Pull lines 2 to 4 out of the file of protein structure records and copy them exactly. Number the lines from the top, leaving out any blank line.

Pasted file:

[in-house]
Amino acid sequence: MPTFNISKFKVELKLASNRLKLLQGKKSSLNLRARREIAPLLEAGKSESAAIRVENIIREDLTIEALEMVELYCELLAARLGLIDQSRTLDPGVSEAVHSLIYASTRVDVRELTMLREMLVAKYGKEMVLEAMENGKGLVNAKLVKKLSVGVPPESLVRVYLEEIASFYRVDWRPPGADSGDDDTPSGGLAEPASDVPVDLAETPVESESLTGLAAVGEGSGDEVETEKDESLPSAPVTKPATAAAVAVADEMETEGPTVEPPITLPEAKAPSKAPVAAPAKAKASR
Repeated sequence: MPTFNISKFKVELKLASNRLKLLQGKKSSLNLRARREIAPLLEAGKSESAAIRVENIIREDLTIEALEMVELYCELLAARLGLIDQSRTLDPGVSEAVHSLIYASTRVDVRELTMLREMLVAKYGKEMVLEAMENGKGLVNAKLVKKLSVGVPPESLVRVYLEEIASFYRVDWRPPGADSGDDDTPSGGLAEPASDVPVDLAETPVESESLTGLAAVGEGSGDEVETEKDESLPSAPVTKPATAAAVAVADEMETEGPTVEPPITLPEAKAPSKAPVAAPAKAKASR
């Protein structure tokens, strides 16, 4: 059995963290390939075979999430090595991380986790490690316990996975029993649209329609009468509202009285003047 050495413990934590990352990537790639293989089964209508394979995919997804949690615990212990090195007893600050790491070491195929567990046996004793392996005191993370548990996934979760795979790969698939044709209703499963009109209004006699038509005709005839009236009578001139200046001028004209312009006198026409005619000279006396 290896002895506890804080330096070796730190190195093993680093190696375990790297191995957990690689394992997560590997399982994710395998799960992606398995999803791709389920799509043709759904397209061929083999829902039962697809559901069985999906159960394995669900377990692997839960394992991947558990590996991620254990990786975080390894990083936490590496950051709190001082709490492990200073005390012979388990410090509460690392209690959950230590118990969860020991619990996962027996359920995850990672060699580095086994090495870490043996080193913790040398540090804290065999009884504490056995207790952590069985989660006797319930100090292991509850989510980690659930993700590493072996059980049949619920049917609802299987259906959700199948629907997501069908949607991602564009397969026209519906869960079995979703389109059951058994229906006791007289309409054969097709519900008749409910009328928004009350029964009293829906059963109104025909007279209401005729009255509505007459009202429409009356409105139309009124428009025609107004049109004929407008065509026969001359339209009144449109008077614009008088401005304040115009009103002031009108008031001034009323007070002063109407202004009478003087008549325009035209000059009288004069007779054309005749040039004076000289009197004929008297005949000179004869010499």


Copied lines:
Amino acid sequence: MPTFNISKFKVELKLASNRLKLLQGKKSSLNLRARREIAPLLEAGKSESAAIRVENIIREDLTIEALEMVELYCELLAARLGLIDQSRTLDPGVSEAVHSLIYASTRVDVRELTMLREMLVAKYGKEMVLEAMENGKGLVNAKLVKKLSVGVPPESLVRVYLEEIASFYRVDWRPPGADSGDDDTPSGGLAEPASDVPVDLAETPVESESLTGLAAVGEGSGDEVETEKDESLPSAPVTKPATAAAVAVADEMETEGPTVEPPITLPEAKAPSKAPVAAPAKAKASR
Repeated sequence: MPTFNISKFKVELKLASNRLKLLQGKKSSLNLRARREIAPLLEAGKSESAAIRVENIIREDLTIEALEMVELYCELLAARLGLIDQSRTLDPGVSEAVHSLIYASTRVDVRELTMLREMLVAKYGKEMVLEAMENGKGLVNAKLVKKLSVGVPPESLVRVYLEEIASFYRVDWRPPGADSGDDDTPSGGLAEPASDVPVDLAETPVESESLTGLAAVGEGSGDEVETEKDESLPSAPVTKPATAAAVAVADEMETEGPTVEPPITLPEAKAPSKAPVAAPAKAKASR
């Protein structure tokens, strides 16, 4: 059995963290390939075979999430090595991380986790490690316990996975029993649209329609009468509202009285003047 050495413990934590990352990537790639293989089964209508394979995919997804949690615990212990090195007893600050790491070491195929567990046996004793392996005191993370548990996934979760795979790969698939044709209703499963009109209004006699038509005709005839009236009578001139200046001028004209312009006198026409005619000279006396 290896002895506890804080330096070796730190190195093993680093190696375990790297191995957990690689394992997560590997399982994710395998799960992606398995999803791709389920799509043709759904397209061929083999829902039962697809559901069985999906159960394995669900377990692997839960394992991947558990590996991620254990990786975080390894990083936490590496950051709190001082709490492990200073005390012979388990410090509460690392209690959950230590118990969860020991619990996962027996359920995850990672060699580095086994090495870490043996080193913790040398540090804290065999009884504490056995207790952590069985989660006797319930100090292991509850989510980690659930993700590493072996059980049949619920049917609802299987259906959700199948629907997501069908949607991602564009397969026209519906869960079995979703389109059951058994229906006791007289309409054969097709519900008749409910009328928004009350029964009293829906059963109104025909007279209401005729009255509505007459009202429409009356409105139309009124428009025609107004049109004929407008065509026969001359339209009144449109008077614009008088401005304040115009009103002031009108008031001034009323007070002063109407202004009478003087008549325009035209000059009288004069007779054309005749040039004076000289009197004929008297005949000179004869010499």